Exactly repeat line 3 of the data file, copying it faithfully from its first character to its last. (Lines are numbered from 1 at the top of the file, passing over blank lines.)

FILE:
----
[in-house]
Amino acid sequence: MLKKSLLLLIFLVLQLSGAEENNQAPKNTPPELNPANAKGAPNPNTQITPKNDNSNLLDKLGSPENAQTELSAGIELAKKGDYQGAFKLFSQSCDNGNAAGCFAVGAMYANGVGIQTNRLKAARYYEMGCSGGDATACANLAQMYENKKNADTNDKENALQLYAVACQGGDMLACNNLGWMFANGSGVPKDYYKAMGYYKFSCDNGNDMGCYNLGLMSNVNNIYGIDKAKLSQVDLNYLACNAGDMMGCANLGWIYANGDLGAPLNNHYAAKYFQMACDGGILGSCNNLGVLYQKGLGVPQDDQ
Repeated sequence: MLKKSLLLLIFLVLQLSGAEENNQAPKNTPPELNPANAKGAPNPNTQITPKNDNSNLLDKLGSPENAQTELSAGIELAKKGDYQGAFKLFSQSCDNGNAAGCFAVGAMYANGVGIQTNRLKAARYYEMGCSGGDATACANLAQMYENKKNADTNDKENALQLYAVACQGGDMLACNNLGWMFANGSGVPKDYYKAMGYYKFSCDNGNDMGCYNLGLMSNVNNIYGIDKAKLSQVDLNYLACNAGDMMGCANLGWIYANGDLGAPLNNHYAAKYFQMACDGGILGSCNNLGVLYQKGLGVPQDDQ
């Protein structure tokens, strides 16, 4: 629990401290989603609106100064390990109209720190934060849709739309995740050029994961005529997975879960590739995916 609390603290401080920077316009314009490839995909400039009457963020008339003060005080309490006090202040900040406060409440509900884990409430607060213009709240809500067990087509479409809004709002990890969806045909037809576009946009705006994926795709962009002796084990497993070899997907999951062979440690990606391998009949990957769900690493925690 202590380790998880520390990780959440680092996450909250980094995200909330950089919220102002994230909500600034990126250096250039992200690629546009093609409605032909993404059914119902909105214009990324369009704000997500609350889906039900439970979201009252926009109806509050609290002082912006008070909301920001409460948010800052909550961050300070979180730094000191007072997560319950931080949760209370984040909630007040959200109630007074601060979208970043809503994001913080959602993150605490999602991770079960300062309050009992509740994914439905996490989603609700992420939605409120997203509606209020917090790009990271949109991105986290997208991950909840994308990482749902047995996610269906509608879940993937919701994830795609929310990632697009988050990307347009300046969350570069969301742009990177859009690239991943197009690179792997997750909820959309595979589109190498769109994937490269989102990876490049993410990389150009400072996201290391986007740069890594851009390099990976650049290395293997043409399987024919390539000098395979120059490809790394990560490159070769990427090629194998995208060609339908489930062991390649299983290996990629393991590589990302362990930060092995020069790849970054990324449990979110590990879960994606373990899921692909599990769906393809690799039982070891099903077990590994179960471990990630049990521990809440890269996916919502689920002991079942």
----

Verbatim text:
Repeated sequence: MLKKSLLLLIFLVLQLSGAEENNQAPKNTPPELNPANAKGAPNPNTQITPKNDNSNLLDKLGSPENAQTELSAGIELAKKGDYQGAFKLFSQSCDNGNAAGCFAVGAMYANGVGIQTNRLKAARYYEMGCSGGDATACANLAQMYENKKNADTNDKENALQLYAVACQGGDMLACNNLGWMFANGSGVPKDYYKAMGYYKFSCDNGNDMGCYNLGLMSNVNNIYGIDKAKLSQVDLNYLACNAGDMMGCANLGWIYANGDLGAPLNNHYAAKYFQMACDGGILGSCNNLGVLYQKGLGVPQDDQ